Now I’m going to make an argument for the men who take these pictures, which I probably wouldn’t have, before I saw Send Some Candids (www.fabienc.com) a curated project by photographer Fabien Charuau. Fabien is a Frenchman who came to India a while back and is married to an Indian woman, who he noticed was being sneakily photographed. Then, he realised, a lot of women were being photographed, in a similar fashion, without consent or knowledge – not only his wife, or white women, or women who were visually ‘different’ and therefore exciting at some level. Fab decided to get in touch with these men, who photograph women sneakily, in a project called Send Some Candids. I saw him present this project at a photography talk, and realised there’s a lot more to it than plain old creepiness. It’s a lot more (or at times a lot less) than a need/desire to go up and talk to these women. Sometimes, it’s shyness. Sometimes, it’s aspiration. Sometimes it’s about the way she moved, or the curve of her neck that struck a romantic chord in the man, in the same way as an image in an advertisement would. Sometimes, it seems to be juvenility, instilled by a closeted society refusing to talk about sexuality so a twenty-four year old man finds the sight of bras sticking out from under her clothes fascinating. And of course sometimes it’s just plain old masturbation fantasies.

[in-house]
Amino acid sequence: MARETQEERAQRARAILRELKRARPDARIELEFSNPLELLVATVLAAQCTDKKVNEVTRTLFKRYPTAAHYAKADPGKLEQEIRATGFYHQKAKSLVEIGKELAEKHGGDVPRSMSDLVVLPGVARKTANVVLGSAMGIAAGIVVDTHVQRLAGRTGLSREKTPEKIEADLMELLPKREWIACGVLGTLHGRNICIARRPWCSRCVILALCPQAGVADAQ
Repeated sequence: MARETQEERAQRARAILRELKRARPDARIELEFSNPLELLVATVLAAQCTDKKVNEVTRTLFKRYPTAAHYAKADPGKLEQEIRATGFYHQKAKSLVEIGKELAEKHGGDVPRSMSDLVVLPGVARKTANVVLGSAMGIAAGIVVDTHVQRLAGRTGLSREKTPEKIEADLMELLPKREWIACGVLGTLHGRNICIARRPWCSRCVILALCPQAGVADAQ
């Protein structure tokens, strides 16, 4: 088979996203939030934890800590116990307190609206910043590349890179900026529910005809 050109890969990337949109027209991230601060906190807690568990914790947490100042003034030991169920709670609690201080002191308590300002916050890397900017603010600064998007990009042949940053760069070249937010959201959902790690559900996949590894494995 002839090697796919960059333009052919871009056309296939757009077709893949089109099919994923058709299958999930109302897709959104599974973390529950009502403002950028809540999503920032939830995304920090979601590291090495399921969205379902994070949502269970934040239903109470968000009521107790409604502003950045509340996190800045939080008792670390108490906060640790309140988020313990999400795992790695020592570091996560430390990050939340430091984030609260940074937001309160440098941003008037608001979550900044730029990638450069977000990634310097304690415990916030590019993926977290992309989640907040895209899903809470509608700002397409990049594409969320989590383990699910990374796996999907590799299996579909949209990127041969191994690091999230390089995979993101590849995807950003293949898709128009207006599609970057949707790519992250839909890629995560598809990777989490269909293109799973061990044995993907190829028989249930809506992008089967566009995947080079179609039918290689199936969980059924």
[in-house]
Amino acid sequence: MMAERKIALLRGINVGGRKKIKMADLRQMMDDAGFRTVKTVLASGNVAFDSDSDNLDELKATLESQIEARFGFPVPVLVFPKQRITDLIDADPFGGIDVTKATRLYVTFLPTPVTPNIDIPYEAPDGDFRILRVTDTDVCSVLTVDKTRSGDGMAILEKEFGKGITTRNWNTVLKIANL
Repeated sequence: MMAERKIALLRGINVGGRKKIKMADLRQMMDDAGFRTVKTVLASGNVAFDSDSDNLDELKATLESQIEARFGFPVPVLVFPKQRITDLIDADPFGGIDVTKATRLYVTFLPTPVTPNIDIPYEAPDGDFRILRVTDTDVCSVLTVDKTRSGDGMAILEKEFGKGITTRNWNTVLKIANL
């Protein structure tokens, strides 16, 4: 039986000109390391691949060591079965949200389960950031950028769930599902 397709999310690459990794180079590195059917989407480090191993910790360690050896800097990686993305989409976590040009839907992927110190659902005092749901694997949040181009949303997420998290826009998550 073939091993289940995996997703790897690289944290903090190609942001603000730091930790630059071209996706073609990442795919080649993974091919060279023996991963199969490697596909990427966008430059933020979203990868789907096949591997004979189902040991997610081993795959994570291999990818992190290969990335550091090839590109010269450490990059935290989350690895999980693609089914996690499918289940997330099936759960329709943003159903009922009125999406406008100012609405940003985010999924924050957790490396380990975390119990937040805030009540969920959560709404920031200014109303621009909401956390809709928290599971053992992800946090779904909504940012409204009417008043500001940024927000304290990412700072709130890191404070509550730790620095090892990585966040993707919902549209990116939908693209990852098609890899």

Somehow, going into the reasons why (before the project, some of them didn’t realise why they did it either), it occurred to me it’s a fairly stupid thing to be scared of. It’s an even stupider thing to get incensed at and waste energy over. For me, it’s like white people (or sometimes Indians too) photographing Indians, which at times feels far more exploitative, because while there is a candids pornpic industry, a lot of these guys are just regular guys who’re taking the picture for the most harmless reasons. I also realised that these guys don’t know it’s wrong. They don’t realise it’s creepy and it’s traumatic. It’s a lack in education,that really reflects more on the society we live in, and the same old uber-moral scales, that make men